All decisions about tools and processes are made at a corporate level.
The company corporate level gives guidance about tools and processes but the final decision is made at a business unit level.



Management involvement and approval needed

The company gives guidance about tools and processes but the final decision is made at an asset level. The decision about tools and processes is made at the asset level without guidance from above.
Each individual can use the tools they think best to solve their day-to-day problems.



Decisions pushed down
Source: 2008 Gulf Research: Accelerating Adoption of New Technology

• In-depth interviews can provide meaningful qualitative input for product/service design
• This insight also helps understand key buying factors • However, it is necessary to assess the product’s appeal at various levels/areas of the organization for product launch (and success) • Therefore, a quantitative survey is needed to determine:
– – – – Attractive market segments Price sensitivity Utility of product attributes Competitive strengths (e.g., brand)


• Univariate techniques fail to recognize how users make decisions
• Choice-based Conjoint Analysis is the “gold standard” of marketing research techniques for measuring:
– Price sensitivity – Elasticity of demand – Tradeoffs buyers make between features and cost

• Trade-offs are important to avoid product launch mistakes such as:
– – – – Over-engineering Under-pricing Targeting the wrong segments Failure to recognize competitors/alternatives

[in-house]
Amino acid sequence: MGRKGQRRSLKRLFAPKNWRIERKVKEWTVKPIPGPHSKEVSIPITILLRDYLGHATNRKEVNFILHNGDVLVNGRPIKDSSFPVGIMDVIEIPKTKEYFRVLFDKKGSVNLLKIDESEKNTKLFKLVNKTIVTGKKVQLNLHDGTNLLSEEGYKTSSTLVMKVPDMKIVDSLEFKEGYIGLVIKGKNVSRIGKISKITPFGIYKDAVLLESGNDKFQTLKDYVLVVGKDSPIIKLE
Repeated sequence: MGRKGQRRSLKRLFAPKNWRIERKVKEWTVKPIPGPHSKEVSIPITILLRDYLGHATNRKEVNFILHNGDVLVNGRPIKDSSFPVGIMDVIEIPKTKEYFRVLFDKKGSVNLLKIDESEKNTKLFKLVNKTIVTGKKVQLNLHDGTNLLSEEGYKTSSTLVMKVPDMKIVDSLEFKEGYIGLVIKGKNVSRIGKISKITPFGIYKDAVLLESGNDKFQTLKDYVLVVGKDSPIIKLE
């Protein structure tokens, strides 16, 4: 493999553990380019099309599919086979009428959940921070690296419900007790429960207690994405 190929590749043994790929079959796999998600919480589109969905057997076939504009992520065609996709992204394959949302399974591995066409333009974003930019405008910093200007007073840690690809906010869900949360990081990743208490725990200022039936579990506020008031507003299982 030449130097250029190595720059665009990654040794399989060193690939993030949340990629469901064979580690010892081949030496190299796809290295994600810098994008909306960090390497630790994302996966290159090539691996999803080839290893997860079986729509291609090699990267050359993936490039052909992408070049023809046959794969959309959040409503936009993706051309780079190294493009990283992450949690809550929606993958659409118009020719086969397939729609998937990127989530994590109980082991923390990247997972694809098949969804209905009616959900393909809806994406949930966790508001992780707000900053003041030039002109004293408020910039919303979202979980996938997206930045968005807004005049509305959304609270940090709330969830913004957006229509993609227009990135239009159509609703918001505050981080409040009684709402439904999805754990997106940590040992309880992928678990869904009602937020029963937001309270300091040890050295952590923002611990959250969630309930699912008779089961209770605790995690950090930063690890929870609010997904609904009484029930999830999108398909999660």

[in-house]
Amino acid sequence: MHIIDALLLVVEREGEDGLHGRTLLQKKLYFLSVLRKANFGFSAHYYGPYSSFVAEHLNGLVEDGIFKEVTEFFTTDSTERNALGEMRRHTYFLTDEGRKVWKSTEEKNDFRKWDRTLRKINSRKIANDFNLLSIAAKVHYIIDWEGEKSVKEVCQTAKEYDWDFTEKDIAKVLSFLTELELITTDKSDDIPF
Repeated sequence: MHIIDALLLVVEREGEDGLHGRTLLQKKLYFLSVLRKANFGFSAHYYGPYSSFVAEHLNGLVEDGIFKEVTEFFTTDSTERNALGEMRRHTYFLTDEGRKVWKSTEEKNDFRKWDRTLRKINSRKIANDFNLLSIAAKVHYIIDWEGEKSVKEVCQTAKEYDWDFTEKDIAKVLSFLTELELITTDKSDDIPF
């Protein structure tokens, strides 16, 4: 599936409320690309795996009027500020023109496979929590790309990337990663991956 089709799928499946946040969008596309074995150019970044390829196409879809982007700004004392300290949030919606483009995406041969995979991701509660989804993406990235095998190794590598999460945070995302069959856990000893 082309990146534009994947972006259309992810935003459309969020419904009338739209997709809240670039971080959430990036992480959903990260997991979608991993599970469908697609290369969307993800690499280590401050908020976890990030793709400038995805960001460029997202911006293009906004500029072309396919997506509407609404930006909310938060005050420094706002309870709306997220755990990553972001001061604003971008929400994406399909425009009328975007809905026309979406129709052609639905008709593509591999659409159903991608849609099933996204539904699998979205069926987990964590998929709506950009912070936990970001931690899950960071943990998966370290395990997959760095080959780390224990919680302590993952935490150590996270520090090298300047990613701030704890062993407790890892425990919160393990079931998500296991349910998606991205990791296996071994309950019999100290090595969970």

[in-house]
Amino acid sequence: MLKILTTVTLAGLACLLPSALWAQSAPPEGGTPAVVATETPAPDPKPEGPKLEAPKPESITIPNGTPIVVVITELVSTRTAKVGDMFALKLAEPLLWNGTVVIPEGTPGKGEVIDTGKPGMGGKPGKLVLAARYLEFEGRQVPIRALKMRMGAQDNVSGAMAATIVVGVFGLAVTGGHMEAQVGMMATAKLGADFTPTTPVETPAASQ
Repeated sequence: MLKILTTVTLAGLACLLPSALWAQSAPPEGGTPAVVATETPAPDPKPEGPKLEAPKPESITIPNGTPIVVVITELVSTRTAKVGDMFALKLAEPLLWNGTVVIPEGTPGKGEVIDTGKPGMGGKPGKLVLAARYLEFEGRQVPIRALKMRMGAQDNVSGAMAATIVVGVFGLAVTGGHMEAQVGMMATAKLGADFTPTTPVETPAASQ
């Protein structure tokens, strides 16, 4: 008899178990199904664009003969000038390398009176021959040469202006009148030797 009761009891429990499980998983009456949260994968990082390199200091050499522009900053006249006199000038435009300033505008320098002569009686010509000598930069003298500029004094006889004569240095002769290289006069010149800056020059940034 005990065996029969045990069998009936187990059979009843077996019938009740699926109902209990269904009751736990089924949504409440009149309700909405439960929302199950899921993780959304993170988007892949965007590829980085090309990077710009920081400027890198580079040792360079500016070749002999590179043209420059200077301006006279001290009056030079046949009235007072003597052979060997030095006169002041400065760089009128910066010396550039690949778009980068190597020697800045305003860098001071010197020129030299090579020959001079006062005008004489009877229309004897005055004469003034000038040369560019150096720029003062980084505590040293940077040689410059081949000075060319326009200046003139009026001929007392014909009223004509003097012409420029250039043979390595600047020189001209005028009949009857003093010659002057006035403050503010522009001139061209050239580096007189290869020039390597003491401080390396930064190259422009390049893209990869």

Simulating Purchase Decisions
If the solutions below were available today, which would you choose? Click the option below.
Option 1 Price per image $5,000 Option 2 $70,000 Resistivity; Elastic Properties; Absolute and Relative Permeability; Capillary Pressure 1 Week Houston-based lab Option 3 $20,000 None

Measurements provided

Absolute and Relative Permeability; Capillary Pressure

Resistivity; Elastic Properties

None of These Options

Turnaround time

24 hours

48 hours

Location of imaging equipment

In-country lab

Rig site lab





Decision Weights:
50% 45%

Decision Weights:


Decision Weights:



Decision Weights:

8% 13%

Values graphed represent relative ‘utilities’

Price Sensitivity Analysis
Segment 1

Config 1

Config 2 Config 4

% Preference

Config 3
60% 40% 20% 0%

$5 per ft

$12 per ft

$15 per ft

$17 per ft

$20 per ft
Segment 2

Config 1

Config 2 Config 4

% Preference

Config 3
60% 40% 20% 0%

$5 per ft

$12 per ft

$15 per ft

$17 per ft

$20 per ft


"The essence of strategy is choosing what not to do."

Michael Porter

Actionable Research
• Use data resulting from market survey to guide your team in making decisions to prioritize market segments Review the strategic objectives, integrate guidance from the interviews, and examine trade-offs from the market survey Simulations from your quantitative market survey can guide decisions regarding:
– – – – – – Pricing Distribution Priority in the product portfolio Product feature optimization Positioning and targeted marketing Acquisitions/alliances

John McKeever President, Gelb Consulting Group jmckeever@gelbconsulting.com 281-759-3600 1011 Highway 6 South, Suite 120 Houston, TX 77077 www.gelbconsulting.com